What if we bowed out of the parenting rat race and found a way to accept that our children are going to lead wonderfully average lives? They won’t end up in jail, but they also probably won’t end up with a Wikipedia page either.
The “rat race” in this context is defined as the modern American parenting model that fills a child’s schedule with sports, tutoring, classes, prep courses, and camps. Soon it will be about logging hours spent on Khan academy, Coursera, and writing reports on Ted talks. Jennifer Senior points out in her (phenomenal) book All Joy and No Fun that parents used to prepare their children to be a blacksmith, a farmer, a baker. Within the past 75 years there has been a fundamental shift when it comes to thinking about what our children can become, and the possibilities are presented as endless. How are we supposed to determine the best preparation for our offspring if we don’t know what we are preparing them for?
A few months ago I made a note about developing this idea into a post, but the thought wasn’t mature enough to write it out here. A recent Slate article titled “Practice Does Not Make Perfect” has renewed my interest in the topic. If you aren’t going to read the Slate article yourself I’ll give you a quick glossing. After Malcom Gladwell’s book Outliers made a splash* popular thinking shifted toward the idea that everyone could be successful if they put in their 10,000 hours. I think this idea drives the Tiger Mom/Helicopter Parent culture that we see in America today, with parents devoting more time than ever before to setting up a successful foundation for their children. The Slate article highlights some recent studies which move the thinking away from the “effort theory,” toward a combination of genetics and dedication. This approach is especially important when we are thinking about how to address social inequality; for many/most people their circumstances are not due to a lack of effort. For me the most striking point in the piece was the suggestion that instead of testing for IQ and then promoting those who are advanced into the best schools, we should be identifying those who are struggling the most and funnel them into the best learning environment possible in order to give them the kind of boost that their higher-IQ peers got from their genetic makeup.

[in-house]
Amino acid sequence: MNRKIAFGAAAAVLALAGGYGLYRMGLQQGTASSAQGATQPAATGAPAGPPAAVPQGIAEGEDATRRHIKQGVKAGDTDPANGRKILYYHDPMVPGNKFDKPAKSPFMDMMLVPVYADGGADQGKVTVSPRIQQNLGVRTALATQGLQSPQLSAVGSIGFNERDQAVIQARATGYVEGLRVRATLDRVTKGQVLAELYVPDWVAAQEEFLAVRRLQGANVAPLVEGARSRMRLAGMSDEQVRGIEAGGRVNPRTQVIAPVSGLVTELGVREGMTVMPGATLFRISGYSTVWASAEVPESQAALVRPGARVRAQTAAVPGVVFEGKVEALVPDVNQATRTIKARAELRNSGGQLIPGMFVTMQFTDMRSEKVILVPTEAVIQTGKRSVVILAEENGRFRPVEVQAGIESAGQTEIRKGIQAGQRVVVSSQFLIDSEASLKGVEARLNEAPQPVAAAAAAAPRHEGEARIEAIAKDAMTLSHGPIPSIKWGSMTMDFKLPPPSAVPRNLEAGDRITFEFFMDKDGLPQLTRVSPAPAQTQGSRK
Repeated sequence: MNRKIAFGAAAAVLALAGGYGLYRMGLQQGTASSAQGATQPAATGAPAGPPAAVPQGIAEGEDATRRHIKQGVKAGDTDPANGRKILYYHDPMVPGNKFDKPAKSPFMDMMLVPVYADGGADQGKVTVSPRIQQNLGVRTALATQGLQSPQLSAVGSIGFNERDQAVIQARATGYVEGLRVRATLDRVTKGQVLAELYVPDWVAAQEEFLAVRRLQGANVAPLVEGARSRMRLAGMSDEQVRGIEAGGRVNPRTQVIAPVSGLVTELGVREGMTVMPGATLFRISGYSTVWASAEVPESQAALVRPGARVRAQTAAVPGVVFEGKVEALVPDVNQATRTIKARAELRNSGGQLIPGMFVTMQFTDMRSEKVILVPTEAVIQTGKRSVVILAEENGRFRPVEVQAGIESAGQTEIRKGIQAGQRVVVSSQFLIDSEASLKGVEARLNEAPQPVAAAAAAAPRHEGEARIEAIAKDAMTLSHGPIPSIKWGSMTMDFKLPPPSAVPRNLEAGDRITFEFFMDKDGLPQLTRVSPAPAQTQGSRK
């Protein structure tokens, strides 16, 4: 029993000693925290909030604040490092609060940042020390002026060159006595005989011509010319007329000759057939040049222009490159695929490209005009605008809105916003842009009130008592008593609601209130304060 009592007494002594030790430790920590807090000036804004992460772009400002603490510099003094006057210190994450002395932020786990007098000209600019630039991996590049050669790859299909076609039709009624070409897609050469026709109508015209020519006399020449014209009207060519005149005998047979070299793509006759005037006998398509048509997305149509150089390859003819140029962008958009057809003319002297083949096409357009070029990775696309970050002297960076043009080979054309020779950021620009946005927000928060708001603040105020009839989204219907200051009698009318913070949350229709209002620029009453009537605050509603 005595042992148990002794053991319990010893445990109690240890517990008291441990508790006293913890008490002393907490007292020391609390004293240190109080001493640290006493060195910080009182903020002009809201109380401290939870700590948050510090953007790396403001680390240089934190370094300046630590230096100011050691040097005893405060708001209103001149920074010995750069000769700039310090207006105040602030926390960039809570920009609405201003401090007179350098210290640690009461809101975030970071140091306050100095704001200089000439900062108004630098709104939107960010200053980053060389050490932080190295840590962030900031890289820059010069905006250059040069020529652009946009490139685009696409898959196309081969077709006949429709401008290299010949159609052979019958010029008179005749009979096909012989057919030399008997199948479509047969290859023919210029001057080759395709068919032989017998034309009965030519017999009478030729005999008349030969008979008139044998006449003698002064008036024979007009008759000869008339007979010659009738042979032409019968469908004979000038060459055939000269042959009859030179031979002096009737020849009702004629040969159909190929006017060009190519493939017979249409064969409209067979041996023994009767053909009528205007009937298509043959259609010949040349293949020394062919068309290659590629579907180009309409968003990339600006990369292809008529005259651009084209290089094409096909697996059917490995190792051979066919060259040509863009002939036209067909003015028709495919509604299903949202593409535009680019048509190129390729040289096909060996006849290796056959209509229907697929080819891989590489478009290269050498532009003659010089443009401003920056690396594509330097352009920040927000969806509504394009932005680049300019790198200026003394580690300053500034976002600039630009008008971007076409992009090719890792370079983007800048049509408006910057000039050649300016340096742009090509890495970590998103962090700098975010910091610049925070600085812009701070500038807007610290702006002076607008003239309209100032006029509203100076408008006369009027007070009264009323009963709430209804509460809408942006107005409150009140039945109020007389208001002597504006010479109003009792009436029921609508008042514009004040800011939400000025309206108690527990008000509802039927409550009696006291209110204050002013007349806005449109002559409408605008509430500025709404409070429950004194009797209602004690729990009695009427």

When my kids were younger I had a sort of a Harvard-bound mentality. I wanted them to dream up unbelievable goals and put in their 10,000 hours to achieve them. I blamed my own average achievement level on a lack of resources and information due to a sort of birth-location lottery. My parents don’t deserve any harsh words for this, they did the best with what they had in a small farming town before the Internetz. I wondered what I would have achieved if my childhood had happened 20 years later, in a 10,000 hours focused household operating during the Information Age.